There are two separate issues here.
- you were late to the party with some of your candidates. They were already a long way down the process with some other job when you sent them for an interview.
- some other candidates didn't like the job you sent them to.
How can you build your practice as an agent, and deal with these difficulties?
First of all, have more conversation with the hiring manager if you can. Find out more about the job. Find out more about the kind of person they are seeking, and what's good about working for them. HELP THEM figure out how to sell the job opening they have to candidates.
Secondly, as you find new candidates ask them questions about themselves. Here are a few conversation-starter questions.
- What is your idea of an excellent place to work?
- What is your idea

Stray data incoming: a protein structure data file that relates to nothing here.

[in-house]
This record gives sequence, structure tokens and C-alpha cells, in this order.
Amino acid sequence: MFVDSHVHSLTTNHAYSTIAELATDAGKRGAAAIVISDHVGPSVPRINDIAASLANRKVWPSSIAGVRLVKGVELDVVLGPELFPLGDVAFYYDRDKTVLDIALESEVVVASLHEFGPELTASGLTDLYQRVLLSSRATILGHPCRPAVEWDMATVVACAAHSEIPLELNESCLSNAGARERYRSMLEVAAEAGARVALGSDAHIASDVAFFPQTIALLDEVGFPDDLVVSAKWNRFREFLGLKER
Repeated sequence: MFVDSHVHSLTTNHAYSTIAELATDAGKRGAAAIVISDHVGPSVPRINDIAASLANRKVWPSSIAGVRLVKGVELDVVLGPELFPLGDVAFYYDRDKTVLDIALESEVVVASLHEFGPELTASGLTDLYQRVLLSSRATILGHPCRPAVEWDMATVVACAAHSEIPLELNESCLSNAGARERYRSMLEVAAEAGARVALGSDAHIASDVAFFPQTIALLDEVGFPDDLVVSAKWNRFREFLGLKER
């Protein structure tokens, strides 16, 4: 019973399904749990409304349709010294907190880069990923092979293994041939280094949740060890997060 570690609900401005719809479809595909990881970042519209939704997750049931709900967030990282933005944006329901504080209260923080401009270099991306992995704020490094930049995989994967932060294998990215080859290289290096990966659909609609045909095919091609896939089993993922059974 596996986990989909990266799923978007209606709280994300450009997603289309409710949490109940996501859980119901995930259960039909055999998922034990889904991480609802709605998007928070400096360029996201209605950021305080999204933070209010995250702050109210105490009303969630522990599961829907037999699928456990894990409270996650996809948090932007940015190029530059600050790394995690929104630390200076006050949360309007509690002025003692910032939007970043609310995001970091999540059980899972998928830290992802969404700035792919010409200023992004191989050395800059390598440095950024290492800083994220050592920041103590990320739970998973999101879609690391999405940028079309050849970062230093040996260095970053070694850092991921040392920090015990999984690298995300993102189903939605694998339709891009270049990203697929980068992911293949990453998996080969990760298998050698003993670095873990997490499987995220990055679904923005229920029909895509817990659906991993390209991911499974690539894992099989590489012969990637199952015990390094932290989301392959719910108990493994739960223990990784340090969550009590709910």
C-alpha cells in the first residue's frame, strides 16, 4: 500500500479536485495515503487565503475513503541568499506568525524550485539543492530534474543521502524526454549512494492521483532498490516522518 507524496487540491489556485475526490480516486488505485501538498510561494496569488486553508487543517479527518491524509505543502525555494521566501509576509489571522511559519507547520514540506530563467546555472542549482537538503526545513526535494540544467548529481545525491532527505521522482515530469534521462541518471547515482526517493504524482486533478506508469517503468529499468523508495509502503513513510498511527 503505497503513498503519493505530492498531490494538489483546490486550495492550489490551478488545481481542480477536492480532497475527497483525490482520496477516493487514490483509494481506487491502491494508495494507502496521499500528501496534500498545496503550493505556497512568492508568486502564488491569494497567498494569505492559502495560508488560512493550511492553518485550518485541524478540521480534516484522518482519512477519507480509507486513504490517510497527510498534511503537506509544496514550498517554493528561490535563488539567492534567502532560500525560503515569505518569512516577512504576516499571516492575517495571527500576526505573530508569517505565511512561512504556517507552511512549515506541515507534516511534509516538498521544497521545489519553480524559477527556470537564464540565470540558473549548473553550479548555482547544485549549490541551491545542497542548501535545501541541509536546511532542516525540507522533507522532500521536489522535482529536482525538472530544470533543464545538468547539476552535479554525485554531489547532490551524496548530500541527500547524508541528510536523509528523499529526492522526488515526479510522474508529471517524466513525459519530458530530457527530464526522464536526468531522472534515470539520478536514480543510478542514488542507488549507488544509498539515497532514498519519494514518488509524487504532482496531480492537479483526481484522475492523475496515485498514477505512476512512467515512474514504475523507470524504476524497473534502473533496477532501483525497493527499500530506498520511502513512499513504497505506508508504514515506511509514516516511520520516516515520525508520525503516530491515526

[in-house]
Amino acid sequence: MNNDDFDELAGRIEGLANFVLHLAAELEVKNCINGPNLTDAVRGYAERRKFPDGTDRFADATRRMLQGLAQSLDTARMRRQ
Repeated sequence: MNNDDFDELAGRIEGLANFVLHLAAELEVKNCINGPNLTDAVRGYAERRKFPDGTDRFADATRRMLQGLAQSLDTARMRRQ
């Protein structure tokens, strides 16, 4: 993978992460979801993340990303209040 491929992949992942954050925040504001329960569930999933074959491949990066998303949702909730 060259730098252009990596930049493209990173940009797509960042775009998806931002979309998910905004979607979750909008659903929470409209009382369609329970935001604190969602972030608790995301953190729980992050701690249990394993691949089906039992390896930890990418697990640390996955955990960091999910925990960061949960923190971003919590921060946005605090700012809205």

of a terrible place to work?
- What do you hope for when you imagine your
- Are you interviewing anywhere else?
- How far along
are you in the interview process in other places?
- How soon are you hoping to make a change, and why?
- How much notice must you give to your current employer?
Keep in mind that people love to talk about themselves. You can always keep the conversation going by saying "please tell me more about that" or "how so?" when they say something.
Your job is to qualify candidates, and figure out whether they fit the employers for whom you work. It's best for you to find out a lot before you send a candidate to an employer. If a candidate isn't a good fit, don't hesitate to tell him so and move on.
Thirdly, when somebody turns down a candidate or a job, always follow up, always in person or by telephone, never by email, by saying "I am curious about how you made that decision. If you have a moment please tell me your reasoning."
If you have a situation where several good candidates turn a job down after the telephone interview, you should have a conversation with the hiring manager to explore the reasons. It could be simple: they're not offering enough pay. It could be more complex in some way.